Like a landscape scene slowing coming into focus, DOP's “Intro” eases the listener into Sebo K's (Sebo Kazey) mix, but it's the second cut—Rick Wade's “Night Station”—that clarifies the direction the Berlin DJ has in mind for his Watergate set (the fourth installment in the series issued by Watergate, the Berlin dance music club situated by the river Spree): soulful and deep house music. Wade's track oozes just the right amount of twilight soul, and with a smidgen of funk added in for seasoning. In like manner, the material that follows is soulful and deep too, and strongly communicates Kazey's love for the classic strains of Chicago house and Detroit techno. Soulful falsetto vocals testify (albeit restrainedly) in DOP's “Cold World,” while a male vocalist does much the same in Blagger's “Strange Behaviour.” Sounding like The Crusaders in a particularly funky mood, Session Victim's (Hauke Freer and Matthias Reiling) “Contribute” is thoroughly old-school in its blend of electric piano, synth sweetener, funk guitar, and triangle.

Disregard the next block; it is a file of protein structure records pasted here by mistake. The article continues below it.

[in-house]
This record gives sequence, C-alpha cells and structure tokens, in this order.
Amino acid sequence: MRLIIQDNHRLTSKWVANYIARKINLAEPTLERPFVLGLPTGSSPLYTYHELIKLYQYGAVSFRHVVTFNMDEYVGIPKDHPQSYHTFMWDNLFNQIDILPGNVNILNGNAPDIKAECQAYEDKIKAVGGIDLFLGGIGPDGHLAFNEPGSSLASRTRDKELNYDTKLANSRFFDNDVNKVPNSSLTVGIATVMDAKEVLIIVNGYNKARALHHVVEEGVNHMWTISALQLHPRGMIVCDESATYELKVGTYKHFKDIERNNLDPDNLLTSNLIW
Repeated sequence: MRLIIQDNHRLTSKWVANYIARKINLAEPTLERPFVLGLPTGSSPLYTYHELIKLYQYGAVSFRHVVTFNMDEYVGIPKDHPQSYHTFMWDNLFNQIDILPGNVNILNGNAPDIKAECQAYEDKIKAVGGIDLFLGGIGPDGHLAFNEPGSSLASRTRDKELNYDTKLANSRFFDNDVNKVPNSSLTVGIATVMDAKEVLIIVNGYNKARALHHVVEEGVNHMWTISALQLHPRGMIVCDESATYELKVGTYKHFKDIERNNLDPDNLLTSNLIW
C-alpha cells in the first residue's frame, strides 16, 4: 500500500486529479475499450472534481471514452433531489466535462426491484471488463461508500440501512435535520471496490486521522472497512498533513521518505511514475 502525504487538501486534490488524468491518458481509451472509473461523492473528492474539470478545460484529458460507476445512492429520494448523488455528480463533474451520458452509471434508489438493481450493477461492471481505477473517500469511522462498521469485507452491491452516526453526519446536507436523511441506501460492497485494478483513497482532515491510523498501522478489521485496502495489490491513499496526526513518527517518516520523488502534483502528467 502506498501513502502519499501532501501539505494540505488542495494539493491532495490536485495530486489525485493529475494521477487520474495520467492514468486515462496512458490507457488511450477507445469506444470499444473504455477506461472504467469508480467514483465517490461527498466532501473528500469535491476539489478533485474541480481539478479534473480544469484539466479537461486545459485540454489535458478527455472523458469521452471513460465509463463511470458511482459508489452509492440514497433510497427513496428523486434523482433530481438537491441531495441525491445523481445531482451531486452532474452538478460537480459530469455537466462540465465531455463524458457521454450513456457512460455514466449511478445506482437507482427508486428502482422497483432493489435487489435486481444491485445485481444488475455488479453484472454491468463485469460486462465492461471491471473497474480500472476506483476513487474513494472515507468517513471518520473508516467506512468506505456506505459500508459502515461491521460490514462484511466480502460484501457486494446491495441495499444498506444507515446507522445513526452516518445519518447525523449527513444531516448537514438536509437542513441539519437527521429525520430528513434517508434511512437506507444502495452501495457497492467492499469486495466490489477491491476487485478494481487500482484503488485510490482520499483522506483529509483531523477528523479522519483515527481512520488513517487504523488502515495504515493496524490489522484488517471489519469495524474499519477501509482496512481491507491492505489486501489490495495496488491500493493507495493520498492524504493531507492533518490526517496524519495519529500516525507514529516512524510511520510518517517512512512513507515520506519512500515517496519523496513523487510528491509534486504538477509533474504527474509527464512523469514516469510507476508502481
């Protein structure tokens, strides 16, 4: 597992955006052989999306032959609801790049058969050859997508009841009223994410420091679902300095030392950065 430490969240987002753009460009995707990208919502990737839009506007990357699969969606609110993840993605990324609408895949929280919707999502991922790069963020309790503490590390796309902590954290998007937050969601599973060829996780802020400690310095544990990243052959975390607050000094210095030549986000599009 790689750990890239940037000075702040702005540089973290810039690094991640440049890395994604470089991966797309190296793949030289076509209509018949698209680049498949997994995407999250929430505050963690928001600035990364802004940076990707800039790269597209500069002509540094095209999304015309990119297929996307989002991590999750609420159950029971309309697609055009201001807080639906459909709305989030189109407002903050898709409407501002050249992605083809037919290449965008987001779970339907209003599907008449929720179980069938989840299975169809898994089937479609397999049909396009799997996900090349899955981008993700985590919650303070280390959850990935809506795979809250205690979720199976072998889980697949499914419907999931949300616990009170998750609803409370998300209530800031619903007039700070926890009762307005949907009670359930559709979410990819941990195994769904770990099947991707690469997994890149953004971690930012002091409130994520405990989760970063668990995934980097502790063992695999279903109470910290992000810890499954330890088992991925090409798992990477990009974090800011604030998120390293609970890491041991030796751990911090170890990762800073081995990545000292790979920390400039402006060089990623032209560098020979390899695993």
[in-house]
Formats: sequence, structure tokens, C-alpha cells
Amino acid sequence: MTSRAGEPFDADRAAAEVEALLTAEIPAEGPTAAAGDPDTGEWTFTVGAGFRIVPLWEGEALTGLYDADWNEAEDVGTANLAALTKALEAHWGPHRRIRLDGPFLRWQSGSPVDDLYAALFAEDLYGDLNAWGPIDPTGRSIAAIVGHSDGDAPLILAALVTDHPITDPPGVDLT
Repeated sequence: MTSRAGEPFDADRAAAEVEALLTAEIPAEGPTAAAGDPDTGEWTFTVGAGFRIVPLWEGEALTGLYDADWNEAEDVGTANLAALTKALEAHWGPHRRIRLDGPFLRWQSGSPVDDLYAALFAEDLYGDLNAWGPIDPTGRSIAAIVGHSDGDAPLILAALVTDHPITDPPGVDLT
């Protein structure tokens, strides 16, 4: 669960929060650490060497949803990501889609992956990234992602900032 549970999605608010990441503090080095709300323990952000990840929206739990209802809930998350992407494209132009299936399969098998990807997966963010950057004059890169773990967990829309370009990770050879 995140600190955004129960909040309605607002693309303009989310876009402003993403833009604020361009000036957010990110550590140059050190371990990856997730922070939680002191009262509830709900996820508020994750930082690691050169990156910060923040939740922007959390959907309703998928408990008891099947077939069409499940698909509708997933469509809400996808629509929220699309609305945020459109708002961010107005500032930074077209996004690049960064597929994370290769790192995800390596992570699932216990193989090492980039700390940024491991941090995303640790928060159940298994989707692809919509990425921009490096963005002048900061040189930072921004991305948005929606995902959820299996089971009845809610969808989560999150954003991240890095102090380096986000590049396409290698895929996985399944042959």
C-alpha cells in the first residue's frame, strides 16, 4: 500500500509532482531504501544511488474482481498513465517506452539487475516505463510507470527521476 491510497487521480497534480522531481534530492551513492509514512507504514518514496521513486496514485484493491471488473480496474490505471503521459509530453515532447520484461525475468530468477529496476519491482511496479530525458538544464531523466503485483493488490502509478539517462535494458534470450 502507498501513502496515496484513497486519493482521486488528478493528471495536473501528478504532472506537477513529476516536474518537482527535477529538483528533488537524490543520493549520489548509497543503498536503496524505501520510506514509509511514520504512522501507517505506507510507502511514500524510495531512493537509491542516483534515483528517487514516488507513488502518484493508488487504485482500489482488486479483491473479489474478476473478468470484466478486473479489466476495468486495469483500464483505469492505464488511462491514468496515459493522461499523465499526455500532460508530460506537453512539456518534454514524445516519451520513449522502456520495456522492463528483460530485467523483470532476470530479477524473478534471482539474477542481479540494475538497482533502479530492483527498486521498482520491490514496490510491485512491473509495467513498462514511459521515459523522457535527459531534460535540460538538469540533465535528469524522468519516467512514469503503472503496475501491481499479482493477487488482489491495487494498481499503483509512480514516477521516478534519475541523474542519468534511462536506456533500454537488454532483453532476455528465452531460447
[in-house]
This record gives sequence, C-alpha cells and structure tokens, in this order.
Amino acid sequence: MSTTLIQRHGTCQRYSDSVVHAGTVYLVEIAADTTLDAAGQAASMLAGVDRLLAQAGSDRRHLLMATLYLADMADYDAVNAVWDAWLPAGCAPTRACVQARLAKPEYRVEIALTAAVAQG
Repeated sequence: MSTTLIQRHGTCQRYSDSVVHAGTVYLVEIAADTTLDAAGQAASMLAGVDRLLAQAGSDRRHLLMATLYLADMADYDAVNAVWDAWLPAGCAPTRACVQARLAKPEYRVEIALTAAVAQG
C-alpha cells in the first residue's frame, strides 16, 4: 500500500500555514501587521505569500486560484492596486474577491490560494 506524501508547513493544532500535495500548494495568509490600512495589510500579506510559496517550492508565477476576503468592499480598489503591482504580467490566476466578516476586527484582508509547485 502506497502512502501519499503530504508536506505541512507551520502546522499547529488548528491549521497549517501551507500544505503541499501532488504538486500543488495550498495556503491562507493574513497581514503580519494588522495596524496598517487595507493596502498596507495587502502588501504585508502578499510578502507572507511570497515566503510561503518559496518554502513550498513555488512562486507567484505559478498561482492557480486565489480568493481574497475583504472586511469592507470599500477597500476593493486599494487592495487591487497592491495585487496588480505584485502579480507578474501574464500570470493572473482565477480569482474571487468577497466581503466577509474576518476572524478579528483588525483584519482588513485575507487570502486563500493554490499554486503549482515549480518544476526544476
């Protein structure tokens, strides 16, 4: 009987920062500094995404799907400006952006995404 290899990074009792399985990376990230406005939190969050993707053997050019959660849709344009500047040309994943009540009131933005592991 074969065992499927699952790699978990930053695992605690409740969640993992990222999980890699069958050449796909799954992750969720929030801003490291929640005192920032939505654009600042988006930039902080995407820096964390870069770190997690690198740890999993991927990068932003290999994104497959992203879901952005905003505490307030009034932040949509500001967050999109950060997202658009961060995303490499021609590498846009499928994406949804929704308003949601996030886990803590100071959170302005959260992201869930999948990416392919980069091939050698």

Kazey blends Daze Maxim's “Strange Things” and Patrice Scott's “Excursions” into a lush house cruise, Je Davu's percussion-heavy “Music Got You Movin” brings funk of the most steamy kind to the album, Guillaume & The Coutu Dumonts tame the savage soul-house beast with a calming church organ in “The Pussy Sheppard,” DJ Koze gives Sid Le Rock's “Naked” a predictably off-kilter once-over, and Nina Kraviz takes us out with impassioned vocalizing in “Voices.” For almost seventy minutes, Kazey 's mix envelops the listener in bass-heavy sultriness, but w hat distinguishes Watergate 04 most is the degree to which it distances itself from the prototypical mix's techno leanings and instead fixates almost exclusively on house of a distinctly soulful and funky vintage.